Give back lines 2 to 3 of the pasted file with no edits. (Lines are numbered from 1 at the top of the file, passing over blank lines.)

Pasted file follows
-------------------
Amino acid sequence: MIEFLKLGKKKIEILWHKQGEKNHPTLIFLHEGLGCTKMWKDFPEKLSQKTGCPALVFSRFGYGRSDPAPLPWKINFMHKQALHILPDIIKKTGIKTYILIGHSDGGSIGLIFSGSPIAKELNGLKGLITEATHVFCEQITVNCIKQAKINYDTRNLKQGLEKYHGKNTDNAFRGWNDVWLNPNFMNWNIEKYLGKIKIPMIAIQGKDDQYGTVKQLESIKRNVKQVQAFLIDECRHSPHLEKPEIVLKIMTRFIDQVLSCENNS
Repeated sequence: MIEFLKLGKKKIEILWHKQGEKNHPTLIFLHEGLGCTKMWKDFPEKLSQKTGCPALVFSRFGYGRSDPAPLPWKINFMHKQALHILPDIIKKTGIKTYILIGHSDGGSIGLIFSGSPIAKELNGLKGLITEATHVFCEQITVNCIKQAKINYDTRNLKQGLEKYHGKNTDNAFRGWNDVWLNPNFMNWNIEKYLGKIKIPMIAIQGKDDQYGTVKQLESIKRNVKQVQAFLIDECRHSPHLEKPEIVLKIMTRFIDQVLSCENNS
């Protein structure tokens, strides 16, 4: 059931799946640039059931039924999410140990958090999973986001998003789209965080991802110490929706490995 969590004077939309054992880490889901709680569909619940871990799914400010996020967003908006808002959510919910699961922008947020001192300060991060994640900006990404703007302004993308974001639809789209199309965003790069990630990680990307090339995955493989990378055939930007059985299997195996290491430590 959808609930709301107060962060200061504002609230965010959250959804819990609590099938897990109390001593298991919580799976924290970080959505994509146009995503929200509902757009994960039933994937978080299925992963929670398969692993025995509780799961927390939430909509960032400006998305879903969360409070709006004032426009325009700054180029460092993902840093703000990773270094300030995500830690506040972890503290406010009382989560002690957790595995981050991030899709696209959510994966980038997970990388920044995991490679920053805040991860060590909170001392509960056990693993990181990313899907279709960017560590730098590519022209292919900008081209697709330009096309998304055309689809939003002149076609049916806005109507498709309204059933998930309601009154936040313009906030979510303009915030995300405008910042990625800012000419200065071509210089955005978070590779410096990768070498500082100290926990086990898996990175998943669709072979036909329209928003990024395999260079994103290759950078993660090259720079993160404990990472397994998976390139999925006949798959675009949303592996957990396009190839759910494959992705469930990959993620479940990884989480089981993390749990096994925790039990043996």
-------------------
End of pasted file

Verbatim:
Repeated sequence: MIEFLKLGKKKIEILWHKQGEKNHPTLIFLHEGLGCTKMWKDFPEKLSQKTGCPALVFSRFGYGRSDPAPLPWKINFMHKQALHILPDIIKKTGIKTYILIGHSDGGSIGLIFSGSPIAKELNGLKGLITEATHVFCEQITVNCIKQAKINYDTRNLKQGLEKYHGKNTDNAFRGWNDVWLNPNFMNWNIEKYLGKIKIPMIAIQGKDDQYGTVKQLESIKRNVKQVQAFLIDECRHSPHLEKPEIVLKIMTRFIDQVLSCENNS
């Protein structure tokens, strides 16, 4: 059931799946640039059931039924999410140990958090999973986001998003789209965080991802110490929706490995 969590004077939309054992880490889901709680569909619940871990799914400010996020967003908006808002959510919910699961922008947020001192300060991060994640900006990404703007302004993308974001639809789209199309965003790069990630990680990307090339995955493989990378055939930007059985299997195996290491430590 959808609930709301107060962060200061504002609230965010959250959804819990609590099938897990109390001593298991919580799976924290970080959505994509146009995503929200509902757009994960039933994937978080299925992963929670398969692993025995509780799961927390939430909509960032400006998305879903969360409070709006004032426009325009700054180029460092993902840093703000990773270094300030995500830690506040972890503290406010009382989560002690957790595995981050991030899709696209959510994966980038997970990388920044995991490679920053805040991860060590909170001392509960056990693993990181990313899907279709960017560590730098590519022209292919900008081209697709330009096309998304055309689809939003002149076609049916806005109507498709309204059933998930309601009154936040313009906030979510303009915030995300405008910042990625800012000419200065071509210089955005978070590779410096990768070498500082100290926990086990898996990175998943669709072979036909329209928003990024395999260079994103290759950078993660090259720079993160404990990472397994998976390139999925006949798959675009949303592996957990396009190839759910494959992705469930990959993620479940990884989480089981993390749990096994925790039990043996």